The head of Peru’s Financial Intelligence Unit (UIF) has revealed that regulating the digital currency industry is a priority for regulators in the country. The UIF has been studying the industry in the past few months and seeks to use its findings to formulate regulations for digital currencies.
UIF superintendent Sergio Espinosa revealed the agency’s recent focus on digital currencies while speaking at the International Congress on Compliance and Anti-Corruption. Despite the pandemic, the UIF has continued in its efforts studying the industry, he stated.
“One of the areas we have not stopped on is the study on the presence and scope of the so-called virtual assets in Peru. […] there’s a need to regulate the industry,” Espinosa stated, as local outlet Gestion reported.
The regulator emphasized the need to fully understand the industry before formulating any form of regulations. At the moment, Peruvian regulators know very little about the industry, and this hinders their ability to adequately police it.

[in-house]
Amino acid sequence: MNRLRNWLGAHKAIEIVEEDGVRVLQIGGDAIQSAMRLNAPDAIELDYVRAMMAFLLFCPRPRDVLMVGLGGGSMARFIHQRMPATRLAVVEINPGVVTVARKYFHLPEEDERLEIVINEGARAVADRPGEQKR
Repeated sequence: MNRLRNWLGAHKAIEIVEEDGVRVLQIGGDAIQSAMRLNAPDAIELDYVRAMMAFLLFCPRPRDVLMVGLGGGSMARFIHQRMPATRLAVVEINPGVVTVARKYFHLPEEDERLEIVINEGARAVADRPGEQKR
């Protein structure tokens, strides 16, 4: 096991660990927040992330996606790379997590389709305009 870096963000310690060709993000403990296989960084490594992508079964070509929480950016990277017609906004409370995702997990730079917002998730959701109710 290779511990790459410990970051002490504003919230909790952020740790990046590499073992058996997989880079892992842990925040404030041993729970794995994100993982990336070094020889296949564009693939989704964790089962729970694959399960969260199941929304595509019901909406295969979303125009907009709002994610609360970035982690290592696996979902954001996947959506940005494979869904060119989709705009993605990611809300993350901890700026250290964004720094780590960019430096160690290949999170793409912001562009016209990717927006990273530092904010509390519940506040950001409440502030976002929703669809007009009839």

Espinosa commented, “The first need is to know the sector, especially what is happening in Peru in terms of virtual assets, such as if they are accepted and what businesses accept it, among other key aspects. A deeper knowledge is required to fully regulate it.”
The UIF has also been studying local digital currency exchanges since August, Espinosa stated. In September, the regulator widened the scope of its study on exchanges, he revealed. The research will take between 19 and 22 days “from the preparation of the notification documents to the issuance of the final report on the results of the same.”
In 2018, Peru announced that it intended to issue a CBDC, known as PeruCoin. The Peruvian government intended to peg the CBDC’s value at $10. Since then, not much has happened in the development of the PeruCoin. Other South American countries have since then overtaken Peru in their CBDC pursuit, with the Bahamas being the outright leader.
If the UIF implements a legal framework for the digital currency industry, it will put Peru in a prime position to be the digital currency hub in South America. The region has seen great adoption of digital currencies in countries such as Brazil, Argentina, Venezuela and Colombia. However, none of these countries have issued comprehensive digital currency regulations.
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